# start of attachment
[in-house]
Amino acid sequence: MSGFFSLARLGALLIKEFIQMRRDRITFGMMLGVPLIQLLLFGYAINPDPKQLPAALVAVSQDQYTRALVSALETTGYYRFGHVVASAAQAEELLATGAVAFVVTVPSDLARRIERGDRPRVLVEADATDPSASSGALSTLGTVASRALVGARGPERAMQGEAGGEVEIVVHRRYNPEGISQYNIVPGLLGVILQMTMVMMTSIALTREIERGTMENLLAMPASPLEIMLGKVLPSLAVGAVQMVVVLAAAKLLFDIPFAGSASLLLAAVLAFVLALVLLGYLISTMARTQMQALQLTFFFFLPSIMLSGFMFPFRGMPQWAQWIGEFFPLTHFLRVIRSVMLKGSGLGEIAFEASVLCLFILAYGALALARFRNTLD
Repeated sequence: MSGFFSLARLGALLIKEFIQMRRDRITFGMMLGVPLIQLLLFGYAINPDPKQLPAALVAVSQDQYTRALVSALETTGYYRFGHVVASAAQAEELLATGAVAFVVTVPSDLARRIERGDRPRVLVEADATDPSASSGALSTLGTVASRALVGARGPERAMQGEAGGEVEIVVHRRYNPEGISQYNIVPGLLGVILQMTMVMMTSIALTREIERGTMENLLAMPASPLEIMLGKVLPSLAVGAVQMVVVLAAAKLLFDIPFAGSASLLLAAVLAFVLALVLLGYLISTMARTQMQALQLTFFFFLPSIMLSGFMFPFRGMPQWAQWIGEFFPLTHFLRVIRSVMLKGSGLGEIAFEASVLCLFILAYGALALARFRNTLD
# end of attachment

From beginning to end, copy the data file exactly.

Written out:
[in-house]
Amino acid sequence: MSGFFSLARLGALLIKEFIQMRRDRITFGMMLGVPLIQLLLFGYAINPDPKQLPAALVAVSQDQYTRALVSALETTGYYRFGHVVASAAQAEELLATGAVAFVVTVPSDLARRIERGDRPRVLVEADATDPSASSGALSTLGTVASRALVGARGPERAMQGEAGGEVEIVVHRRYNPEGISQYNIVPGLLGVILQMTMVMMTSIALTREIERGTMENLLAMPASPLEIMLGKVLPSLAVGAVQMVVVLAAAKLLFDIPFAGSASLLLAAVLAFVLALVLLGYLISTMARTQMQALQLTFFFFLPSIMLSGFMFPFRGMPQWAQWIGEFFPLTHFLRVIRSVMLKGSGLGEIAFEASVLCLFILAYGALALARFRNTLD
Repeated sequence: MSGFFSLARLGALLIKEFIQMRRDRITFGMMLGVPLIQLLLFGYAINPDPKQLPAALVAVSQDQYTRALVSALETTGYYRFGHVVASAAQAEELLATGAVAFVVTVPSDLARRIERGDRPRVLVEADATDPSASSGALSTLGTVASRALVGARGPERAMQGEAGGEVEIVVHRRYNPEGISQYNIVPGLLGVILQMTMVMMTSIALTREIERGTMENLLAMPASPLEIMLGKVLPSLAVGAVQMVVVLAAAKLLFDIPFAGSASLLLAAVLAFVLALVLLGYLISTMARTQMQALQLTFFFFLPSIMLSGFMFPFRGMPQWAQWIGEFFPLTHFLRVIRSVMLKGSGLGEIAFEASVLCLFILAYGALALARFRNTLD